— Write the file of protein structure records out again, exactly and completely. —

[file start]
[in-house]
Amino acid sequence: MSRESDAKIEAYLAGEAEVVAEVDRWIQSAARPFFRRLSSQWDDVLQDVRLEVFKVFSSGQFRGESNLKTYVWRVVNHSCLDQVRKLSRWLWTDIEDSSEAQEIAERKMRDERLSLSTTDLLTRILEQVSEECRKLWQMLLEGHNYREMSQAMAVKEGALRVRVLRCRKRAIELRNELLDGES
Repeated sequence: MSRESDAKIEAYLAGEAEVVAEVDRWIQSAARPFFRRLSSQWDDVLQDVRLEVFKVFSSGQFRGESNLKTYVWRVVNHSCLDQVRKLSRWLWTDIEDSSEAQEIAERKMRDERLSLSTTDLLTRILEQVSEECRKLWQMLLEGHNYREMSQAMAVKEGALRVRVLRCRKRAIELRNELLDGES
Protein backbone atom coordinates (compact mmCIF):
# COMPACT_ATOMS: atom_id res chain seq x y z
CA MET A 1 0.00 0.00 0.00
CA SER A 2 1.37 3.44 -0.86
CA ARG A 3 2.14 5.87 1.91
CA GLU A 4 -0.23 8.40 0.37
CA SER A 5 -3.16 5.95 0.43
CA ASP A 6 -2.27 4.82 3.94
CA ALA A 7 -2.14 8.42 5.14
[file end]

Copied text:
[in-house]
Amino acid sequence: MSRESDAKIEAYLAGEAEVVAEVDRWIQSAARPFFRRLSSQWDDVLQDVRLEVFKVFSSGQFRGESNLKTYVWRVVNHSCLDQVRKLSRWLWTDIEDSSEAQEIAERKMRDERLSLSTTDLLTRILEQVSEECRKLWQMLLEGHNYREMSQAMAVKEGALRVRVLRCRKRAIELRNELLDGES
Repeated sequence: MSRESDAKIEAYLAGEAEVVAEVDRWIQSAARPFFRRLSSQWDDVLQDVRLEVFKVFSSGQFRGESNLKTYVWRVVNHSCLDQVRKLSRWLWTDIEDSSEAQEIAERKMRDERLSLSTTDLLTRILEQVSEECRKLWQMLLEGHNYREMSQAMAVKEGALRVRVLRCRKRAIELRNELLDGES
Protein backbone atom coordinates (compact mmCIF):
# COMPACT_ATOMS: atom_id res chain seq x y z
CA MET A 1 0.00 0.00 0.00
CA SER A 2 1.37 3.44 -0.86
CA ARG A 3 2.14 5.87 1.91
CA GLU A 4 -0.23 8.40 0.37
CA SER A 5 -3.16 5.95 0.43
CA ASP A 6 -2.27 4.82 3.94
CA ALA A 7 -2.14 8.42 5.14